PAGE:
US Finally Lifts Ban On Long Haul Deliveries From Mexicoby Jana Ritter - Published: 1/14/2015
After a drawn out dispute over safety and regulations involving Mexican trucks, the United States has finally ended the ban on long haul truck deliveries from Mexico. Although the U.S. government had first promised to lift the ban twenty years ago as part of the North American Free Trade Agreement, the Teamsters union has been taking a strong stance against it, arguing that Mexican trucks would be a safety hazard on U.S. roads.
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Also part of the NAFTA Agreement, delivery trucks based out of Canada have had free access to the U.S. highways since 1982.
In addition to the concerns about the safety of Mexican trucks, the Teamsters and other labor unions have been voicing other issues such as recent heightened concerns about Mexico’s violent drug war and illegal immigration. The stronghold opposition has been repeatedly delaying the promised provision from taking effect.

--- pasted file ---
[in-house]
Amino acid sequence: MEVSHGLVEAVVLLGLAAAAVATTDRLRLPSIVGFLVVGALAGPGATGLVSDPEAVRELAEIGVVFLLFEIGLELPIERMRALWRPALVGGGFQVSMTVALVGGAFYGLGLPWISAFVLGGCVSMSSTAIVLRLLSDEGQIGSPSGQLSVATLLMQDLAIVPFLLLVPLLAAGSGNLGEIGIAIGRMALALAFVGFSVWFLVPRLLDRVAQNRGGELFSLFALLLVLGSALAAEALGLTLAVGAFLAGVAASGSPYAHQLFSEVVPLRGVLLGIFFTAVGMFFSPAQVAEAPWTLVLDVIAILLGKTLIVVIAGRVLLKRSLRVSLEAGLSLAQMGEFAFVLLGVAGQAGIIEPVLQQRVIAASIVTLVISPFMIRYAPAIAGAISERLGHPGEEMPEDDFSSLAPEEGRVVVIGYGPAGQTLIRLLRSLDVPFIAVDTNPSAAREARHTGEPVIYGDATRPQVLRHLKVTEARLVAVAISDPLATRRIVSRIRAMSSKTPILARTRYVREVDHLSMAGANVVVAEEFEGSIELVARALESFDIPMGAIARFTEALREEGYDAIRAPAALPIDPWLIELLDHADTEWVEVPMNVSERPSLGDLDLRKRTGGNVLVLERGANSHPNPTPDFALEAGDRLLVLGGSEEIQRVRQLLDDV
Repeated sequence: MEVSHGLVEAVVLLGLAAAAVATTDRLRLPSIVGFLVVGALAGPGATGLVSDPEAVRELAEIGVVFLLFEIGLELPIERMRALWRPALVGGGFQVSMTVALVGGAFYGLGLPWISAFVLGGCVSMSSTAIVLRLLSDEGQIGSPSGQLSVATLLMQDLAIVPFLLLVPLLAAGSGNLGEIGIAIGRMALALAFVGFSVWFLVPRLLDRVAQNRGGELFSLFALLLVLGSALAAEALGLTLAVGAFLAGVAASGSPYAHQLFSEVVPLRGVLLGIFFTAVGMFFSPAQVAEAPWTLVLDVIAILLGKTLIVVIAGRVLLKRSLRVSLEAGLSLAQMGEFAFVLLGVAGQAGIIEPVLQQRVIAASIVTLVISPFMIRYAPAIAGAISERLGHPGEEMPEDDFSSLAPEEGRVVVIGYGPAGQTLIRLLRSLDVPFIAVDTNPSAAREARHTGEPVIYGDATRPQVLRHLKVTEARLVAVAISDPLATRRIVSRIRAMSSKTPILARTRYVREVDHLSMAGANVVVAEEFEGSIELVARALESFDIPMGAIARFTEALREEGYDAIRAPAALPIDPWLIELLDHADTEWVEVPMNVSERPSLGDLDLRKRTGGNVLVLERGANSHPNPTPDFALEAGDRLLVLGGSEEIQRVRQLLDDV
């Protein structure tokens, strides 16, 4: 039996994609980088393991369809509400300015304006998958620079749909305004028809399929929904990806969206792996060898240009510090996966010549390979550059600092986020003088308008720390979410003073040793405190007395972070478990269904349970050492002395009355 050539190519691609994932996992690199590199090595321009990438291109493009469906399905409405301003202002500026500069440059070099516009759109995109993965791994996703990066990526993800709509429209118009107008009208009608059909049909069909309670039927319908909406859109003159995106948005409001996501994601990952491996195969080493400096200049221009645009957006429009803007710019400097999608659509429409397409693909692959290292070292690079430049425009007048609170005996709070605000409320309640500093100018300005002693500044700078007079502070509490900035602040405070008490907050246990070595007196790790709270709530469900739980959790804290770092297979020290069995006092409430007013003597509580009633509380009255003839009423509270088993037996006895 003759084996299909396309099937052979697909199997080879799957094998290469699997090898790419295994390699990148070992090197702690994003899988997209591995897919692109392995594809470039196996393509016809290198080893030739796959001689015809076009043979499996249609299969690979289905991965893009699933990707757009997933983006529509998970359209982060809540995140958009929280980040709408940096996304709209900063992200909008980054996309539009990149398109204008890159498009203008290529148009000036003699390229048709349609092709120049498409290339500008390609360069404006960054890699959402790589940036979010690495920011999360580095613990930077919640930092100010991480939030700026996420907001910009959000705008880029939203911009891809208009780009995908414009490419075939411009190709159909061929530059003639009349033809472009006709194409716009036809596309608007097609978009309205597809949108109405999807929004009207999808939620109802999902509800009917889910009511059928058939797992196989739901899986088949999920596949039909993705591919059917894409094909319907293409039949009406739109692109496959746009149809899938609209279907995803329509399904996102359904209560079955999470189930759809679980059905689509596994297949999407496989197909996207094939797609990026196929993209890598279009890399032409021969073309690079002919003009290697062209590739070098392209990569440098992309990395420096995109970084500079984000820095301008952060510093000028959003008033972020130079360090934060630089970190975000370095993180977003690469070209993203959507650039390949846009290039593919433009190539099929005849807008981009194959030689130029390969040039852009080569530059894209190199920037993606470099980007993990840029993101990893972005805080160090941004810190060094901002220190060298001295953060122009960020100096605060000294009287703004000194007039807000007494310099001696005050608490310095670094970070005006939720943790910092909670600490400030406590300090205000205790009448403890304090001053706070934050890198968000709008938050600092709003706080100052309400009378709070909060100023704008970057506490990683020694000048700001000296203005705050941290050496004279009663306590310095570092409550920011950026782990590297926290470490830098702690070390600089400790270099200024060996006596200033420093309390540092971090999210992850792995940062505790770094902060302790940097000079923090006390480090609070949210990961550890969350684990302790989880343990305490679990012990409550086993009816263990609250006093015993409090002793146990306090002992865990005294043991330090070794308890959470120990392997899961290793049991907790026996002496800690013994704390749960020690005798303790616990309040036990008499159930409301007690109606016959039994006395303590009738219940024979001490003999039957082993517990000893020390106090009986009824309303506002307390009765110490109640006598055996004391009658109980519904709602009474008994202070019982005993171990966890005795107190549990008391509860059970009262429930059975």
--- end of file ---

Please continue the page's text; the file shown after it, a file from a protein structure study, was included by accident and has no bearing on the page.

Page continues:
But despite the Teamsters’ claims that Mexican trucks are subject to inadequate, poorly enforced regulations and that their drivers are poorly trained compared to U.S. standards, twenty years of data and two pilot programs have seemed to convince the U.S. government otherwise. In fact, some would go so far as to say that the Teamsters’ argument has been “inexcusably misleading”, since Mexican trucks operating in the United States have always had to get permits that require prescreening and regular inspections.
In other words, those in support of lifting the ban argue that Mexican trucks operating here in the United States are regulated by the U.S. government and must follow the same safety standards. The only difference is the nationality of the trucks’ drivers and owners. Supporters even go so far as to say that the Teamsters and other opposition groups have used fear tactics and false claims as a cover for their more self-serving agendas. For example, the Teamsters union could have a vested interest in keeping Mexican truckers off the roads because they are often non-union drivers posing a threat to their unionized interests.
The Teamsters are also accused of having an “official list” of concerns that they often trumpet at the opportune moments and always includes job loss, border security and highway safety to cover their real, self-serving interests.
Whatever the real truth behind the matter is, the ban on Mexican long-haul deliveries has now officially ended and this particular political stand off is behind us.
What is your position on the matter? Do you think the ban lift will directly affect you as a U.S. truck driver?